University of New Haven team members discuss strategy in the Capture the Flag competition, during a two-day cybersecurity conference organized by the Center of Excellence for Security Innovation, a partnership between Comcast and the UConn School of Engineering’s Center for Hardware Assurance, Security, and Engineering. (Christopher LaRosa/UConn Photo)

The competitions featured both software and hardware challenges, but the most popular was Capture the Flag. Here, teams hacked away at classified files of the fictitious country Cyberia, acting on behalf of the small neighboring nation Sanctus Pirata. The files provided details of the country’s oil rigs, allowing the smaller nation to tap into them if successful.

Teams came from as far as Washington State and New Mexico. Some were veterans of hacking competitions, others complete novices. Coming to UConn for their first hacking competition, East Tennessee State University flew into Connecticut at 2 a.m. Energy drinks and coffee figured heavily in their strategy. Their coach, computer science professor Mike Lehrfeld, said the team members had spent much of the past few weeks discussing strategies and different scenarios they might encounter.

“The competition allows them to showcase what they’ve worked on all year long,” he said.


The team from Syracuse University hacks away for classified files in the Capture the Flag competition. (Christopher LaRosa/UConn Photo)

In the end, it was Brown University who took top honors based on speed and the number of documents uncovered. They won $15,000 for first place. Overall, more than $100,000 was awarded to winning teams. No one went away empty-handed: every participant received a Samsung tablet.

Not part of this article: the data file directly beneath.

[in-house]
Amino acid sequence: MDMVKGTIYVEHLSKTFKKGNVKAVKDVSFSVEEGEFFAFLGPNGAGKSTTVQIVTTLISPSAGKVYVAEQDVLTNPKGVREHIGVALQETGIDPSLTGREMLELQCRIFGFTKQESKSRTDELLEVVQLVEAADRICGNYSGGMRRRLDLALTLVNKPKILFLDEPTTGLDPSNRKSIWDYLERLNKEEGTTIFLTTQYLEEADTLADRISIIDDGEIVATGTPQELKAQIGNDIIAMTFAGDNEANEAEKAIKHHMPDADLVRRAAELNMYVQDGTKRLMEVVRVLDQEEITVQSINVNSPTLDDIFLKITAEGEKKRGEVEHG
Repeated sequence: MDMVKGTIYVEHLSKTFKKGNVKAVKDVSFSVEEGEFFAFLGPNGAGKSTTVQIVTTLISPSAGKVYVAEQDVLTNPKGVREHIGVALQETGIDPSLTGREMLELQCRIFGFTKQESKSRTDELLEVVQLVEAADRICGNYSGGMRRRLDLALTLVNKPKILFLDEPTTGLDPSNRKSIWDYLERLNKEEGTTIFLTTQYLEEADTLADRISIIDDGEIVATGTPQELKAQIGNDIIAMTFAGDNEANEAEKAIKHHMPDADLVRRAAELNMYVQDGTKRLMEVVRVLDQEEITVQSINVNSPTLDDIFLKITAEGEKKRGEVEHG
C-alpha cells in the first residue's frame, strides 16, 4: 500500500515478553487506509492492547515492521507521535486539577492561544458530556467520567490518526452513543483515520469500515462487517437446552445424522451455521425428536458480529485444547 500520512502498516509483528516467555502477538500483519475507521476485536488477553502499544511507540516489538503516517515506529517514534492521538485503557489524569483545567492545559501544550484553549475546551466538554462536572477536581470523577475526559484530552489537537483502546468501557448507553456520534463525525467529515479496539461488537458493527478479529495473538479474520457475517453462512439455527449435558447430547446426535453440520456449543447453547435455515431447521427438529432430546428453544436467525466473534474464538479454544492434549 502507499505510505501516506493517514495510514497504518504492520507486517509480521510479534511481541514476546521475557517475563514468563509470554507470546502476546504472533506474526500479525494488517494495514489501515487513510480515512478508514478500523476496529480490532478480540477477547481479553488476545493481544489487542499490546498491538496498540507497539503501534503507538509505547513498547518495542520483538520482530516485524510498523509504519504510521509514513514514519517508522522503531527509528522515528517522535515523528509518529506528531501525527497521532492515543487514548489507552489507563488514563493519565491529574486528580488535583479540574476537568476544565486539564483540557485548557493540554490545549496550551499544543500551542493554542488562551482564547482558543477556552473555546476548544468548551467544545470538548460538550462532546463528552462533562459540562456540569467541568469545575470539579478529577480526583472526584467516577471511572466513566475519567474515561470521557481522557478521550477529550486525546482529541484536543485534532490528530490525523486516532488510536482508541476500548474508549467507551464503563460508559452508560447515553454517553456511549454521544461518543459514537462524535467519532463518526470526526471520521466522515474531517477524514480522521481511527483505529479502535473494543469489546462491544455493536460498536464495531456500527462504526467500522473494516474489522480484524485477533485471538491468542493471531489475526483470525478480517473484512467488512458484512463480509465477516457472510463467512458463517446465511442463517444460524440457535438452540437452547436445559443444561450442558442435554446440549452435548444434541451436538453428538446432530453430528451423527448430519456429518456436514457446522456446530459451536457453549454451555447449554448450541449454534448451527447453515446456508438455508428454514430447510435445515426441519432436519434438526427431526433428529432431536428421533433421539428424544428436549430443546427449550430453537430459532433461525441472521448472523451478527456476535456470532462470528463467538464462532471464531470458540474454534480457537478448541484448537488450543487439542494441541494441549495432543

So how do you prepare for a hacking competition?

“Lots of YouTube video, lots of Googling,” said Andrew Rector, a senior with the team from Bloomsburg University in central Pennsylvania. Even though they were taking on the role of the bad guys, he said, “these kinds of efforts will pay off for the good guys. You need to know how a system is vulnerable before you can protect it.”

Indeed, conference speaker Cheri Caddy, director of cybersecurity policy integration and outreach at the White House, told the audience that security efforts have lagged because of a lack of training in the field.

Michael Garvin, senior manager of product management for Symantec, was one of the architects of the Capture the Flag competition. They devise their games partly by current events – who’s committing cyberattacks and why – and from feedback from companies who want to protect their security.

These competitions, he said, are a way of identifying vulnerabilities in a company’s computer system.

“We’ll ask companies ‘What is it that you’re worried about?’ Then we can prevent those things from happening, or lessen the amount of damage,” he said. “We’ve seen some interesting and novel methods in these competitions – all the better to help us prepare.”